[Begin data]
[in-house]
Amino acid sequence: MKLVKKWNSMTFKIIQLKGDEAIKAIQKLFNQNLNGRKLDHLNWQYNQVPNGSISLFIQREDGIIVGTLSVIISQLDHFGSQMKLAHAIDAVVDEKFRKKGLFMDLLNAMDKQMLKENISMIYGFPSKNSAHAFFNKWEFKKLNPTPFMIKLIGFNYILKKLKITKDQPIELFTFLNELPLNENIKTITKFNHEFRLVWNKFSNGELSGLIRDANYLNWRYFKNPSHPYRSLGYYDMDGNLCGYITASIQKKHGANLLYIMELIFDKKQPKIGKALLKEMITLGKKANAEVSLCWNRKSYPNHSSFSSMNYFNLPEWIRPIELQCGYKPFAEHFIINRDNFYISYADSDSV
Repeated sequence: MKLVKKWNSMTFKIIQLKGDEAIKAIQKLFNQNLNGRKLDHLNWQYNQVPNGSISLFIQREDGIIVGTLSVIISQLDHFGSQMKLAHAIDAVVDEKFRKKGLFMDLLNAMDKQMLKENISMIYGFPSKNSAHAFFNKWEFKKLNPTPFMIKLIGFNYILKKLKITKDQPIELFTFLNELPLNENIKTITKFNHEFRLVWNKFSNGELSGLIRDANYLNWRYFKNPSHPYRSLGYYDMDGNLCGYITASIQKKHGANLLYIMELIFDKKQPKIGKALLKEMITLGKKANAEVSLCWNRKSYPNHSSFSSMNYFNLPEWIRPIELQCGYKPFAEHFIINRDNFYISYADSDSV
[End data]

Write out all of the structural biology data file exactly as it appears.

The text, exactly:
[in-house]
Amino acid sequence: MKLVKKWNSMTFKIIQLKGDEAIKAIQKLFNQNLNGRKLDHLNWQYNQVPNGSISLFIQREDGIIVGTLSVIISQLDHFGSQMKLAHAIDAVVDEKFRKKGLFMDLLNAMDKQMLKENISMIYGFPSKNSAHAFFNKWEFKKLNPTPFMIKLIGFNYILKKLKITKDQPIELFTFLNELPLNENIKTITKFNHEFRLVWNKFSNGELSGLIRDANYLNWRYFKNPSHPYRSLGYYDMDGNLCGYITASIQKKHGANLLYIMELIFDKKQPKIGKALLKEMITLGKKANAEVSLCWNRKSYPNHSSFSSMNYFNLPEWIRPIELQCGYKPFAEHFIINRDNFYISYADSDSV
Repeated sequence: MKLVKKWNSMTFKIIQLKGDEAIKAIQKLFNQNLNGRKLDHLNWQYNQVPNGSISLFIQREDGIIVGTLSVIISQLDHFGSQMKLAHAIDAVVDEKFRKKGLFMDLLNAMDKQMLKENISMIYGFPSKNSAHAFFNKWEFKKLNPTPFMIKLIGFNYILKKLKITKDQPIELFTFLNELPLNENIKTITKFNHEFRLVWNKFSNGELSGLIRDANYLNWRYFKNPSHPYRSLGYYDMDGNLCGYITASIQKKHGANLLYIMELIFDKKQPKIGKALLKEMITLGKKANAEVSLCWNRKSYPNHSSFSSMNYFNLPEWIRPIELQCGYKPFAEHFIINRDNFYISYADSDSV